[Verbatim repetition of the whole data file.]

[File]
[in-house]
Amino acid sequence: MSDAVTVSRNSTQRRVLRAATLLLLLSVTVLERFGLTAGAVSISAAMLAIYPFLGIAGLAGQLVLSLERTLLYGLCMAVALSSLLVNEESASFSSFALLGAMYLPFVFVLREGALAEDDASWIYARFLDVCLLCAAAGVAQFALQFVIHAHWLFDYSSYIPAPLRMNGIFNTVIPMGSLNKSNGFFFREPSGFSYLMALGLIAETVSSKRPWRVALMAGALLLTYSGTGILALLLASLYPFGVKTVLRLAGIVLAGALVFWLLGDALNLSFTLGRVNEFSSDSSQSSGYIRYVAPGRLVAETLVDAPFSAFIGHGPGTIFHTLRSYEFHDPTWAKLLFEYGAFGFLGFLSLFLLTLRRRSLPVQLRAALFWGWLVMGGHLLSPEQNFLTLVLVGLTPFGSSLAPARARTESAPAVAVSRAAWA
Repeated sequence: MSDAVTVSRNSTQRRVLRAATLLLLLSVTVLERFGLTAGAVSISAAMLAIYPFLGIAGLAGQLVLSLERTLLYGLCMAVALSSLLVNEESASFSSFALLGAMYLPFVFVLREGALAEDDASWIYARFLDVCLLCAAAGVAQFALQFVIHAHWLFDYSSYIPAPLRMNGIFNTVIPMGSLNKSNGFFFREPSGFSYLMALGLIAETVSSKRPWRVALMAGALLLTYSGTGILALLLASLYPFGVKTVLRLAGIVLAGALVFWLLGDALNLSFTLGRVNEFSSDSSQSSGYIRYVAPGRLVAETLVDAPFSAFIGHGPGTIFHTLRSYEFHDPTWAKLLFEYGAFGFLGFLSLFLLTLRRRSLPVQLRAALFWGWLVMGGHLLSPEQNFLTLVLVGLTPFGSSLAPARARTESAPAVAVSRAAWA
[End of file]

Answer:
[in-house]
Amino acid sequence: MSDAVTVSRNSTQRRVLRAATLLLLLSVTVLERFGLTAGAVSISAAMLAIYPFLGIAGLAGQLVLSLERTLLYGLCMAVALSSLLVNEESASFSSFALLGAMYLPFVFVLREGALAEDDASWIYARFLDVCLLCAAAGVAQFALQFVIHAHWLFDYSSYIPAPLRMNGIFNTVIPMGSLNKSNGFFFREPSGFSYLMALGLIAETVSSKRPWRVALMAGALLLTYSGTGILALLLASLYPFGVKTVLRLAGIVLAGALVFWLLGDALNLSFTLGRVNEFSSDSSQSSGYIRYVAPGRLVAETLVDAPFSAFIGHGPGTIFHTLRSYEFHDPTWAKLLFEYGAFGFLGFLSLFLLTLRRRSLPVQLRAALFWGWLVMGGHLLSPEQNFLTLVLVGLTPFGSSLAPARARTESAPAVAVSRAAWA
Repeated sequence: MSDAVTVSRNSTQRRVLRAATLLLLLSVTVLERFGLTAGAVSISAAMLAIYPFLGIAGLAGQLVLSLERTLLYGLCMAVALSSLLVNEESASFSSFALLGAMYLPFVFVLREGALAEDDASWIYARFLDVCLLCAAAGVAQFALQFVIHAHWLFDYSSYIPAPLRMNGIFNTVIPMGSLNKSNGFFFREPSGFSYLMALGLIAETVSSKRPWRVALMAGALLLTYSGTGILALLLASLYPFGVKTVLRLAGIVLAGALVFWLLGDALNLSFTLGRVNEFSSDSSQSSGYIRYVAPGRLVAETLVDAPFSAFIGHGPGTIFHTLRSYEFHDPTWAKLLFEYGAFGFLGFLSLFLLTLRRRSLPVQLRAALFWGWLVMGGHLLSPEQNFLTLVLVGLTPFGSSLAPARARTESAPAVAVSRAAWA